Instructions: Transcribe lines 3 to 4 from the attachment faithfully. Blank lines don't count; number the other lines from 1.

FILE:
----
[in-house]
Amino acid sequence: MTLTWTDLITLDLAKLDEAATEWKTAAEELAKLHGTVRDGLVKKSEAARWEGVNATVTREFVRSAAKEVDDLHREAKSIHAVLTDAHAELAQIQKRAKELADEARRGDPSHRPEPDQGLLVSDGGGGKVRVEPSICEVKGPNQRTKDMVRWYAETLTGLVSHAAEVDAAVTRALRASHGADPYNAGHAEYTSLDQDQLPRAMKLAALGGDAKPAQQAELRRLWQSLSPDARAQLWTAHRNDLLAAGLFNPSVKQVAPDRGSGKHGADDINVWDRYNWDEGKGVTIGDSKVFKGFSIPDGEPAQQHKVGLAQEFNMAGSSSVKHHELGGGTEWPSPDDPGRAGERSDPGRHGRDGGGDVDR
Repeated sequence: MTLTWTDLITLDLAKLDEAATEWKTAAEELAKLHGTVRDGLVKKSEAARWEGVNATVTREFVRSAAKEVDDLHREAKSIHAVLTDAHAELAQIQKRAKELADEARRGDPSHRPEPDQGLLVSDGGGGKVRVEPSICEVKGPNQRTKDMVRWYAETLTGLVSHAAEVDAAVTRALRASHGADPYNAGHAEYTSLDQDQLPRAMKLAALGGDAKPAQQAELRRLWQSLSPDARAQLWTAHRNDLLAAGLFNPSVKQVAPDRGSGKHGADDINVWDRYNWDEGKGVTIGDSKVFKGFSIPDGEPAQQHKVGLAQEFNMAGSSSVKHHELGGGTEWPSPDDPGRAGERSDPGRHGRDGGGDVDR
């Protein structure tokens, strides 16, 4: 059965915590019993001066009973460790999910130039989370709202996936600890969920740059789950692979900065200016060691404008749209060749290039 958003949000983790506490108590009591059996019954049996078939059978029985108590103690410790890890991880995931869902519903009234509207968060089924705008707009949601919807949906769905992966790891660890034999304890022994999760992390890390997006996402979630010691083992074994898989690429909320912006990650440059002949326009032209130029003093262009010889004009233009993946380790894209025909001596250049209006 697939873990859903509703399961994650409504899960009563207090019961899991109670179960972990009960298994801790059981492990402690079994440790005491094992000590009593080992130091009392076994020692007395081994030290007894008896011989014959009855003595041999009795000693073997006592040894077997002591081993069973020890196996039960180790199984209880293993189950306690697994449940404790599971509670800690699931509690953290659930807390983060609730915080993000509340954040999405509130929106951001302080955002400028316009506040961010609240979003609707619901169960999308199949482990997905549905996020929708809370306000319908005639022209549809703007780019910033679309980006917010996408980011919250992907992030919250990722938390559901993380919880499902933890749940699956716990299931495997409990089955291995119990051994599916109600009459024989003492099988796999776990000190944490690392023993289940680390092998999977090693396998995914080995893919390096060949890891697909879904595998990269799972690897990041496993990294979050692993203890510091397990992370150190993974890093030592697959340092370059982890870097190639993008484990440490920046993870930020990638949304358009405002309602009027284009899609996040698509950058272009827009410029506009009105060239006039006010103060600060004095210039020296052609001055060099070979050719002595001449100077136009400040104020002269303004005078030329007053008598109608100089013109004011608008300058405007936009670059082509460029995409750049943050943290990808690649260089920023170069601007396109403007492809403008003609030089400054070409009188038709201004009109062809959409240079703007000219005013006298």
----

Repeated sequence: MTLTWTDLITLDLAKLDEAATEWKTAAEELAKLHGTVRDGLVKKSEAARWEGVNATVTREFVRSAAKEVDDLHREAKSIHAVLTDAHAELAQIQKRAKELADEARRGDPSHRPEPDQGLLVSDGGGGKVRVEPSICEVKGPNQRTKDMVRWYAETLTGLVSHAAEVDAAVTRALRASHGADPYNAGHAEYTSLDQDQLPRAMKLAALGGDAKPAQQAELRRLWQSLSPDARAQLWTAHRNDLLAAGLFNPSVKQVAPDRGSGKHGADDINVWDRYNWDEGKGVTIGDSKVFKGFSIPDGEPAQQHKVGLAQEFNMAGSSSVKHHELGGGTEWPSPDDPGRAGERSDPGRHGRDGGGDVDR
């Protein structure tokens, strides 16, 4: 059965915590019993001066009973460790999910130039989370709202996936600890969920740059789950692979900065200016060691404008749209060749290039 958003949000983790506490108590009591059996019954049996078939059978029985108590103690410790890890991880995931869902519903009234509207968060089924705008707009949601919807949906769905992966790891660890034999304890022994999760992390890390997006996402979630010691083992074994898989690429909320912006990650440059002949326009032209130029003093262009010889004009233009993946380790894209025909001596250049209006 697939873990859903509703399961994650409504899960009563207090019961899991109670179960972990009960298994801790059981492990402690079994440790005491094992000590009593080992130091009392076994020692007395081994030290007894008896011989014959009855003595041999009795000693073997006592040894077997002591081993069973020890196996039960180790199984209880293993189950306690697994449940404790599971509670800690699931509690953290659930807390983060609730915080993000509340954040999405509130929106951001302080955002400028316009506040961010609240979003609707619901169960999308199949482990997905549905996020929708809370306000319908005639022209549809703007780019910033679309980006917010996408980011919250992907992030919250990722938390559901993380919880499902933890749940699956716990299931495997409990089955291995119990051994599916109600009459024989003492099988796999776990000190944490690392023993289940680390092998999977090693396998995914080995893919390096060949890891697909879904595998990269799972690897990041496993990294979050692993203890510091397990992370150190993974890093030592697959340092370059982890870097190639993008484990440490920046993870930020990638949304358009405002309602009027284009899609996040698509950058272009827009410029506009009105060239006039006010103060600060004095210039020296052609001055060099070979050719002595001449100077136009400040104020002269303004005078030329007053008598109608100089013109004011608008300058405007936009670059082509460029995409750049943050943290990808690649260089920023170069601007396109403007492809403008003609030089400054070409009188038709201004009109062809959409240079703007000219005013006298």